Alpine environments all over the world, including parts of the United Kingdom, are under threat from the ever increasing global temperatures related to climate change and global warming.
Do higher temperatures lead to the death of alpine plants which are specially adapted to surviving harsh wintery conditions, or is this simply a myth? What can governments and the wider public do to manage the conservation of alpine environments, which remain one of the largest biodiversity hotspots on Earth? Read on to find out!
The Threat of Global Warming
One of the consequences of climate change is, of course, global warming, whereby the average temperature of the world is increasing due to a build-up of greenhouse gases in the atmosphere.
Unsurprisingly, this is having an adverse effect on the survival rates of plants, which are highly specialised in surviving very cold temperatures. Is the premature death of these so-called “alpine plants” due to them not being able to make enough “food” for themselves at higher temperatures, otherwise known as photosynthesis?
Once we know whether photosynthesis is a factor influencing the death of alpine plants in warmer climates, we may be able to design more tailored conservation efforts to artificially limit the decline of alpine plants. This is necessary as maintaining variation of plant species in the world is of the utmost importance to scientists, as some plants have high medicinal value or are essential in the maintenance of the natural geography of the planet, for example. Plus, never being able to see those rolling alpine meadows ever again like you see in Heidi, Girl of the Alps, personally sends shivers down my spine.
The Adaptations of the Lingonberry
A great example of a plant which has various adaptations to allow it to thrive in colder environments is the lingonberry (Vaccinium vitis-idaea).
Characteristics include a short stature which prevents the plant from being adversely affected by cold winds and a thick waxy cuticle which prevents water loss; very important as alpine climates are a water-limited environment. This means that the lingonberry never has much water travelling through its vascular bundles and, as a consequence, is relatively dry.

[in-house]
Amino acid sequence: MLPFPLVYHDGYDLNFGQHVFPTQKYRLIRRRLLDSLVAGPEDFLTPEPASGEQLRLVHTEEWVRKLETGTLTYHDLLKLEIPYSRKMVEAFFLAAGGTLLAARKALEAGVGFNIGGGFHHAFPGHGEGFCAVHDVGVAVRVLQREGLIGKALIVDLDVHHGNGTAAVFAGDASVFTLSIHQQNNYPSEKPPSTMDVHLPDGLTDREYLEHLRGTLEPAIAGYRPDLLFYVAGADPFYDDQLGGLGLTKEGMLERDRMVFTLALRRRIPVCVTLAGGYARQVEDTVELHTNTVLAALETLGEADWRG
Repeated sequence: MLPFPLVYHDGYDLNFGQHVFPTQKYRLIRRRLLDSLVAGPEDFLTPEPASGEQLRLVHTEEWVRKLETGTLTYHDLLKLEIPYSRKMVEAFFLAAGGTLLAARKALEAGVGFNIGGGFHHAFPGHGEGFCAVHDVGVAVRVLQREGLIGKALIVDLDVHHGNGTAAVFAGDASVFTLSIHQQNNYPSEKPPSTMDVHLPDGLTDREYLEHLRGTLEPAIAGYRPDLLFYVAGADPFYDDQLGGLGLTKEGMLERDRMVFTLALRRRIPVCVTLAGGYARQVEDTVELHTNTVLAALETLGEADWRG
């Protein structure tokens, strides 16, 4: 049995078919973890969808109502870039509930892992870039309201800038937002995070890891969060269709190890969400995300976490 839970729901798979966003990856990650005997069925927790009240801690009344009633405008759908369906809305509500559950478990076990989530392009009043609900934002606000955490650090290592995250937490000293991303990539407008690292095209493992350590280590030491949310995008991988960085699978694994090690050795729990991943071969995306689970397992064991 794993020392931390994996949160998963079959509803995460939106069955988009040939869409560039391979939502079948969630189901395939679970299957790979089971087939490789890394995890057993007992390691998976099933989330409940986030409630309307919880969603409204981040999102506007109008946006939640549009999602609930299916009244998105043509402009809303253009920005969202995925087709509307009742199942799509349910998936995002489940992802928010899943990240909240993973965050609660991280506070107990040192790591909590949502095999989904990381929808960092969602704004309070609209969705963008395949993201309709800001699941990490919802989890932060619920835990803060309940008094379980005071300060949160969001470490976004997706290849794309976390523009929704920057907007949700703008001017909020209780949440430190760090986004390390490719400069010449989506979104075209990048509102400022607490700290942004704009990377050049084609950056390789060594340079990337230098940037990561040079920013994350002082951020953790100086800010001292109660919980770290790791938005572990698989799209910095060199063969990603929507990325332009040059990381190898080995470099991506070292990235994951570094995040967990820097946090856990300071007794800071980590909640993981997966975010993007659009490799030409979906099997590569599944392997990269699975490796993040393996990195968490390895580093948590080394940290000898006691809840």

According to Turechek et al. (2010), higher temperatures in combination with stronger UV rays from direct sunlight causes leaf scorch, whereby parts of the leaves turn brown. Leaf scorch is more likely to occur if the plant doesn’t contain much water, so the lingonberry is highly susceptible to this.
The Importance of Alpine Plants
Lingonberries and other alpine plants have been found to significantly reduce the risk of landslides and avalanches. The roots of lingonberries can go up to 11 inches deep (Strong and LaRoi 1986). Huck et al. (2002) found that the anchoring of alpine plants’ roots on mountainsides reduces the risk of avalanches and landslides by stabilising the soil.
Although relatively uncommon in the UK, avalanches still occur, especially in the Scottish Highlands. For example, there were 18 avalanches reported in the summer of 2021 in the Glencoe region alone, according to the Scottish Avalanche Information Service website (https://www.sais.gov.uk/).
So, by better understanding how higher temperatures are causing a decline in the population of alpine plants, scientists can design better conservation efforts to stop their endangerment or even extinction. This, in turn, will prevent the devastating effects of landslides and avalanches hitting infrastructure and people. For example, Rixen and Wipf (2017) believe that moderate grazing of land near mountain summits will stop succession and invasion of plants found beneath the treeline into alpine territories by creating a natural barrier.
We cannot let these alpine plants fade from existence, let alone the forefront of our minds. Hopefully, you understand the importance of alpine plants not only to us, but to future generations as well.
TURECHEK ET AL. 2010: Estimation of the impact of leaf scorch on photosynthesis and “physiological-lesion” size in strawberries. Canadian Journal of Plant Pathology, 29, 159-165
STRONG, W. L.; LAROI, G. H. 1986: A strategy for concurrently monitoring the plant water potentials of spatially separate forest ecosystems. Canadian Journal of Forest Research, 16, 346-351
HUCK ET AL. 2002: Plant species dominance shifts across erosion edge-meadow transects in the Swiss Alps. Oecologia, 171, 693-703
RIXEN, C; WIPF, S 2017: Non-equilibrium in alpine plant assemblages: shifts in Europe’s summit floras. High Mountain Conservation in a Changing World, 62, 285-303